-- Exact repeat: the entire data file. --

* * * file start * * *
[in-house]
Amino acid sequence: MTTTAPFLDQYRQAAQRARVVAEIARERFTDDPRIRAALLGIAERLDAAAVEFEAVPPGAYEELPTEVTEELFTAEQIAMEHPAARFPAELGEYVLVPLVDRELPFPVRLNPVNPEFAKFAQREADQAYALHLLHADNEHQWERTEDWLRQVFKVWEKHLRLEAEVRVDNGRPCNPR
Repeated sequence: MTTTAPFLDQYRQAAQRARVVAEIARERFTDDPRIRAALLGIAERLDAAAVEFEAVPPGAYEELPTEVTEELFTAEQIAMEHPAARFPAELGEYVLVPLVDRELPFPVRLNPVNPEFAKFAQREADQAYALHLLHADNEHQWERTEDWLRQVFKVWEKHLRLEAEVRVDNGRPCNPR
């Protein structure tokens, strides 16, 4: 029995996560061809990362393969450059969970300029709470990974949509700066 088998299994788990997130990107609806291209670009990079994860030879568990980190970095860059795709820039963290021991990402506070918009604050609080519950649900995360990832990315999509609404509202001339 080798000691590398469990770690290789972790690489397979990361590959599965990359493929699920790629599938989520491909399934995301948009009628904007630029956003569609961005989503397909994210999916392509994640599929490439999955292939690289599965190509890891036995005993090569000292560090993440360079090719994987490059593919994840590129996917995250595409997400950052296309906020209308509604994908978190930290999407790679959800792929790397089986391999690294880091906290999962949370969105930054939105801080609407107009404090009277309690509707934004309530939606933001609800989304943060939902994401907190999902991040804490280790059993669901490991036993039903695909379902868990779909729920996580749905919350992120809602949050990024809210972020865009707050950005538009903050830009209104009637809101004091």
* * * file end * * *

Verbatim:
[in-house]
Amino acid sequence: MTTTAPFLDQYRQAAQRARVVAEIARERFTDDPRIRAALLGIAERLDAAAVEFEAVPPGAYEELPTEVTEELFTAEQIAMEHPAARFPAELGEYVLVPLVDRELPFPVRLNPVNPEFAKFAQREADQAYALHLLHADNEHQWERTEDWLRQVFKVWEKHLRLEAEVRVDNGRPCNPR
Repeated sequence: MTTTAPFLDQYRQAAQRARVVAEIARERFTDDPRIRAALLGIAERLDAAAVEFEAVPPGAYEELPTEVTEELFTAEQIAMEHPAARFPAELGEYVLVPLVDRELPFPVRLNPVNPEFAKFAQREADQAYALHLLHADNEHQWERTEDWLRQVFKVWEKHLRLEAEVRVDNGRPCNPR
């Protein structure tokens, strides 16, 4: 029995996560061809990362393969450059969970300029709470990974949509700066 088998299994788990997130990107609806291209670009990079994860030879568990980190970095860059795709820039963290021991990402506070918009604050609080519950649900995360990832990315999509609404509202001339 080798000691590398469990770690290789972790690489397979990361590959599965990359493929699920790629599938989520491909399934995301948009009628904007630029956003569609961005989503397909994210999916392509994640599929490439999955292939690289599965190509890891036995005993090569000292560090993440360079090719994987490059593919994840590129996917995250595409997400950052296309906020209308509604994908978190930290999407790679959800792929790397089986391999690294880091906290999962949370969105930054939105801080609407107009404090009277309690509707934004309530939606933001609800989304943060939902994401907190999902991040804490280790059993669901490991036993039903695909379902868990779909729920996580749905919350992120809602949050990024809210972020865009707050950005538009903050830009209104009637809101004091």